13 May 2003 ............... Length about 1000 words (7,000 bytes).
This is a WWW document maintained by Steve Draper, installed at http://www.psy.gla.ac.uk/~steve/HCI/cscln/overview.html.
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Computer Supported Cooperative Lecture Notes: Overview of the ATOM
Preface: introduction to the notion of an ATOM
this link for a brief introduction to the notion of an ATOM, and terms
such as trail, remote expert, delivery, etc.
State the topic and type of ATOM.
The idea is that learners produce public lecture notes for each lecture
on the web, thus jointly building a complete set of public lecture notes. The
work is divided evenly among the students, and all benefit from this communal
effort, which is at least potentially a focus for class discussions involving
all learners and teachers.
This ATOM is an adjunct to any course. It has no topic, but is an extra
activity to encourage learning of any existing course content by some extra
learner work and by promoting exchanges between learners. It takes place
throughout the course: so while credit should be given to motivate the
learners, it does not take any timetable slot.
How the concept fits into the course
Relationships and constraints on this topic in relation to the
None: it could be applied to all concepts, material, and lecture styles.
However, you may wish to adjust the format you recommend to students to suit
the lecture style.
Student prerequisite knowledge
Student prerequisite skills
Students must be able to produce at least a very basic web page.
Of course they also need to be able to take lecture notes and write English;
but this exercise may be particularly helpful for classes where this is a
problem, since it is a structure for students to discuss and iteratively
improve their notes.
This ATOM has been used at M.Sc. level but there is no obvious reason not to
use it at any level, except perhaps for issues of independence and study habits.
These often depend more upon discipline (arts vs. science) than course level.
Timetabling: how the activity fits into the course
Amount of student work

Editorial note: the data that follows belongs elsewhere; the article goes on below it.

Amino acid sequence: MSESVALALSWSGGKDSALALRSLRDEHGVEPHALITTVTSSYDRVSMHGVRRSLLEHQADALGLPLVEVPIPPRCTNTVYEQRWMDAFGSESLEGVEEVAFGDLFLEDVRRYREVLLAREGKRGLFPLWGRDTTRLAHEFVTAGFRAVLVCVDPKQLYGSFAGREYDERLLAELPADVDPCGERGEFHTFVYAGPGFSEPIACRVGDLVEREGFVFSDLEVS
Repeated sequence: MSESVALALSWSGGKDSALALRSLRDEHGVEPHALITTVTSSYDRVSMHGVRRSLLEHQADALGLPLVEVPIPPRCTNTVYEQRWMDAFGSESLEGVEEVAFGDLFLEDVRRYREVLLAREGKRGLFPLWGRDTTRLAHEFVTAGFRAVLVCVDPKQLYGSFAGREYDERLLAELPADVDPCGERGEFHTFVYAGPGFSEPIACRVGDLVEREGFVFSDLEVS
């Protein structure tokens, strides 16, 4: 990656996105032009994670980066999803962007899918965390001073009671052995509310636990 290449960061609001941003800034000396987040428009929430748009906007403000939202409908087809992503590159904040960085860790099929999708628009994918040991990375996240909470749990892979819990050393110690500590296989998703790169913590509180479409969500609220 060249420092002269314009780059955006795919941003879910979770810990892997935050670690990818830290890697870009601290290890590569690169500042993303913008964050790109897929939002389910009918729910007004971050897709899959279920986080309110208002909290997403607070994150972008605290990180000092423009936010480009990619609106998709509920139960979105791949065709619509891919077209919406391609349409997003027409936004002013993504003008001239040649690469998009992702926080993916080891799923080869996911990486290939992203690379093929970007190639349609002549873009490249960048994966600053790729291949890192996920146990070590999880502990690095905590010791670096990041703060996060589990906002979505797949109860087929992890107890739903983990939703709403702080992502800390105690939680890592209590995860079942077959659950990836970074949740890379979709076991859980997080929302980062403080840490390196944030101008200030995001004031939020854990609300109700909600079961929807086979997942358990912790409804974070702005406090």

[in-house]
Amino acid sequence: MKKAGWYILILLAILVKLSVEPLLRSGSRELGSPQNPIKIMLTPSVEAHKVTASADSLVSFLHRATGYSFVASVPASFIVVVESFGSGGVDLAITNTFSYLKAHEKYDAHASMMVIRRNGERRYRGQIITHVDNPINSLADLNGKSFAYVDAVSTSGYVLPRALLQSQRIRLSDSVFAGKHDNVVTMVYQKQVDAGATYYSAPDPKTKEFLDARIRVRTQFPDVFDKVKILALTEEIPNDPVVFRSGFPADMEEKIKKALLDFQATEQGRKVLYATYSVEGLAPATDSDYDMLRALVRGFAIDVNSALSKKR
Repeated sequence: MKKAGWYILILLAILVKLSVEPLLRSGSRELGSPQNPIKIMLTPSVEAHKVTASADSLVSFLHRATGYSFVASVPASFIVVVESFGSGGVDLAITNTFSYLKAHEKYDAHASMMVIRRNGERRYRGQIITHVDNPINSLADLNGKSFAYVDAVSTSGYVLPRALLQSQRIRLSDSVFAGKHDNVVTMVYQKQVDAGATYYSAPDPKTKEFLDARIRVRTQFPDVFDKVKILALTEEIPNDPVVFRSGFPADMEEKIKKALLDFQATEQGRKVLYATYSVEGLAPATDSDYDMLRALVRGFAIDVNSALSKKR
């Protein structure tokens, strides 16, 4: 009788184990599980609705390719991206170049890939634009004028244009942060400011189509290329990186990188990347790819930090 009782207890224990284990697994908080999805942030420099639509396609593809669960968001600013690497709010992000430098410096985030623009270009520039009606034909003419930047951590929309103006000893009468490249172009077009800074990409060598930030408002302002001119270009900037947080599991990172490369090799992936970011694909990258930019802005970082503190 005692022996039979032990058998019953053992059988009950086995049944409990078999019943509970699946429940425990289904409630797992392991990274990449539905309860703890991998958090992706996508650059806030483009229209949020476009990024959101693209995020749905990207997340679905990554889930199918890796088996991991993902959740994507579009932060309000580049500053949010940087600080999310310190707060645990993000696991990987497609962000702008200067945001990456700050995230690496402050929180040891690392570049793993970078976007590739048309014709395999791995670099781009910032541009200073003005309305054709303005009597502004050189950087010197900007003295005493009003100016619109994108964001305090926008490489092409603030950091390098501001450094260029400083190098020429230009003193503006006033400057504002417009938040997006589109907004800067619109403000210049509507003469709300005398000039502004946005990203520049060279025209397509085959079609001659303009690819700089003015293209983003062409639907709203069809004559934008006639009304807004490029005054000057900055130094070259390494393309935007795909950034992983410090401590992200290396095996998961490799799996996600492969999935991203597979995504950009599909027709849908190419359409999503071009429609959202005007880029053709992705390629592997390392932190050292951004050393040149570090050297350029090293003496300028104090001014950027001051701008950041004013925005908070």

About 2 hours (1 to decide/produce the content, 1 to put it onto a web
Amount of contact hours
Notionally none. Probably 5 mins to introduce and motivate it, and
several 2 min. slots to remind and continue the motivation. A few technical
and other questions will probably be fielded during the course.
Size of groups is decided by dividing the number of students by the number of
lectures (plus 1 for the index). Thus groups used in other exercises can
probably not be used, nor can the size of groups be varied to suit students'
Relationship to the rest of the course
The key constraint is that, to be complete, this must be launched in the
first minutes of the course and maintained until the end. This means the
teacher must have done the administrative chore in advance of assigning
students to teams.
Students do their bit at different times throughout the course: each student
should put in their work as soon as possible after the lecture they were
assigned to cover, but this is at a different time for each student.
Follow this link to see the
work plan for each student.
A mark is given (to motivate the students) for each web page, in the state it
is 7 days after the lecture it describes.
State how much work is required of the remote expert, and how essential it is
The ATOM requires that all students can mount web pages i.e. have their own
space on a web server and a way of editing web documents. And also of course
routine access to a web browser, and email for class discussions.
An email alias for the class: essential so that they can announce new pages of
notes, and ask for discussion.
None (other than a machine running a web server).
Authored and maintained by
at the University of Glasgow.
Number of times delivered: 3?
Evaluation reports available: 1
Number of Trails (examples of past student work):
2 (postgrad seminar on writing),
Structure of the ATOM's web pages
There are 4 kinds of web page associated with this, perhaps with any,
- The teacher overview page [this page], intended for teachers browsing for
ATOMs they might choose to use in their courses.
Teacher details: fuller notes for teachers, with instructions
for them, and rationales for why the exercise is the way it is.
learner details page: the instructions for learners. This is likely to have
the basic explanation and description of the ATOM, and also acts like a
handout for students.
course home page (for learners) for a particular delivery of an ATOM,
special to the institution, course, and circumstances. This should have all
the links needed for those students, and in turn should act as the entrance
lobby, and be pointed to by the course pages, links from the teachers' home
pages etc. A sample is included here, but its content and format may vary
widely depending on the course within which the ATOM is being used.
Learner main page
Course home page (sample)